House Republicans passed a farm bill last week that did not include funding for the Supplemental Nutrition Assistance Program (SNAP) – or food stamps, breaking the 40-year strategy of combining food stamps and farm subsidies in a single bill.
Republicans prioritized farm subsidies over food stamps, agribusinesses – like sugar cane – over the nutritional needs of the low-income.

Democrats protested that vote would take food off the table of the poor.

Republicans promised swift action to introduce a food stamp bill.

Some 47 million Americans depend on SNAP to meet some of their nutritional needs, especially senior citizens and children. One out of seven Americans receive benefits that range from around $130 per month per individual to $270 for a family, according to Associated Press.

Based on press reports, about the only ones who supported the farm bill are the 216 House Republicans who voted for it.

Both Heritage Action and the Club of Growth, two fiscally conservative groups, opposed the bill because cuts in farm subsidies weren’t deep enough.

The Washington Post reported that the Club for Growth said that the farm bill is “loaded down with market-distorting giveaways to special interests with no path established to remove the government’s involvement in the agriculture industry.”

Leaders of America’s faith community spoke against splitting apart the farm bill, and then the bill itself.

“Adequate and nutritious food is a basic need and a fundamental human right that is integral to protecting the life and dignity of the human person,” wrote Bishop Stephen Blaire, chairman of the U.S. Conference of Catholic Bishops’ committee on domestic justice and human development, to Congress the day before the vote.

“Comprehensive legislation such as the Farm Bill invariably involves compromise but this compromise cannot come at the expense of poor and hungry people,” he said. “I respectfully urge you to reject efforts to reduce or restructure SNAP and pursue the common good in agriculture and food policy that works from a genuine preferential option for the poor.”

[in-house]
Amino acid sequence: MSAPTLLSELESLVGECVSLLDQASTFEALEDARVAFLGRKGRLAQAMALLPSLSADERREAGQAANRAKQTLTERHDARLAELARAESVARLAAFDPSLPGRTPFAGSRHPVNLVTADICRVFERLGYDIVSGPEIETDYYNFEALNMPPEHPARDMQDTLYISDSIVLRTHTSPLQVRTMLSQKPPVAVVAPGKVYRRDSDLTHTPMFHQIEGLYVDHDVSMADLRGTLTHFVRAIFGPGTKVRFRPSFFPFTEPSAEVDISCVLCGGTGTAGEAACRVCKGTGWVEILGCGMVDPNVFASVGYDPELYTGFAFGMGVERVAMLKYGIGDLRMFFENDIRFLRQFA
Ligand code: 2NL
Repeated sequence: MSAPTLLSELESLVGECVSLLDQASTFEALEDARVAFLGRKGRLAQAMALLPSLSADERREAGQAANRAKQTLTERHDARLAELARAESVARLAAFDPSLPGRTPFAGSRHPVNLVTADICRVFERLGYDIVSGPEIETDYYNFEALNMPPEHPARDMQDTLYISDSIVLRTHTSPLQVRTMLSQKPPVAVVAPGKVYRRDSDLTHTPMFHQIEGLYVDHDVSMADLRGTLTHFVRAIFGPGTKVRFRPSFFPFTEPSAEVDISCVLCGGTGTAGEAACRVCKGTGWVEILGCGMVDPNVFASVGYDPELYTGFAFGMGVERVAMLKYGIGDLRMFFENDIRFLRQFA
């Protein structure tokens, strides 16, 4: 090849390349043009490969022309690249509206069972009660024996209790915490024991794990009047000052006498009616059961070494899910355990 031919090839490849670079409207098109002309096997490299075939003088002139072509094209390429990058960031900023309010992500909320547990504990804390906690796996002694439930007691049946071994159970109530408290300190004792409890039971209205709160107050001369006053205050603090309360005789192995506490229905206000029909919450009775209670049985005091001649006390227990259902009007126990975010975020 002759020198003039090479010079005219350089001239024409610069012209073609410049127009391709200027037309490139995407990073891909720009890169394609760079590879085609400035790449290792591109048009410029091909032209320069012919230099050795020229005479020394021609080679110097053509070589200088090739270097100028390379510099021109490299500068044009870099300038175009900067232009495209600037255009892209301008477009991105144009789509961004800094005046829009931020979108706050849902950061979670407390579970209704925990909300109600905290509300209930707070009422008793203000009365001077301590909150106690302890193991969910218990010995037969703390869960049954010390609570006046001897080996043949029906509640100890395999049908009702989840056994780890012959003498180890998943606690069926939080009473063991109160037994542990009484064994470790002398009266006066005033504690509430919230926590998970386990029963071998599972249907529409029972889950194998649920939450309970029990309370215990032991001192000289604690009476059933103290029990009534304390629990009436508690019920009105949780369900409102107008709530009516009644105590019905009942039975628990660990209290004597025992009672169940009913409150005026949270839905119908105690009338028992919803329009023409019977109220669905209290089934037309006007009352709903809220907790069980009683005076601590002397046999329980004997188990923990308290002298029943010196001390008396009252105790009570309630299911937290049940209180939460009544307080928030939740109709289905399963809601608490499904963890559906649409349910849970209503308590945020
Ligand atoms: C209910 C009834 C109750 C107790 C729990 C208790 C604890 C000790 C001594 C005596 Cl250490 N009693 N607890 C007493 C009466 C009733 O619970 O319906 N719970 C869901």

Ferrell Foster, interim director of the Christian Life Commission of the Baptist General Convention of Texas, tweeted on the day of the vote that the House bill was “stupid.”

He added, “It hurts the poor and farmers.”

Writing in the National Catholic Reporter, Michael Sean Winters said, “The bill is not good for hungry children or hungry elders. But, it is good politics ‘for the G.O.P.’ It certainly is not good for the GOP’s constituents.”

David Beckmann, president of Bread for the World, expressed deep disappointment in the House bill, saying that it would harm the poor.

“We are disappointed that the House passed a ‘farm-only’ farm bill. Splitting the farm bill will not only hamper the ability of people to buy food, but have consequences for those involved in the farming, manufacturing and processing of our food,” said Beckmann.

While Republican leaders claimed that they will introduce a new bill to deal with SNAP, media reports suggest such claims are dubious.

How quickly will a bill be presented? How deep will the cuts be for food stamps in a new bill? Will the bill even pass the House?

As I read the news stories about the House vote, I kept asking myself “What part of God’s command in Deuteronomy 15:11 do Americans not get?”

What does Deuteronomy 15:11 say?

God said, “I command you, ‘You shall open wide your hand to your brother, to the needy and to the poor, in the land.'”

A few verses earlier, God said to the people of Israel, “You shall not harden your heart or shut your hand against your poor brother, but you shall open your hand to him” (Deuteronomy 15:7-8).

One need not read the Bible literally to hear clearly the message: God expects his people to care for the poor – and to do so generously.

Granted, a straight line doesn’t run from the Hebrew text to SNAP.

SNAP isn’t the fulfillment of the Bible’s moral command. SNAP is, however, the best thing U.S. Christians have in a sinful world. And in a sinful world, programs have flaws that need reform.

Nonetheless, the most vulnerable are placed at greater risk when scoring partisan points is more important than advancing the common good and when rewarding special interests trumps the public’s welfare.

Christianity has an unambiguous message – protect the poor. Christians need to ask Congress to do so.

Robert Parham is executive editor of and executive director of its parent organization, the Baptist Center for Ethics. Follow him on Twitter at RobertParham1 and friend him on Facebook.

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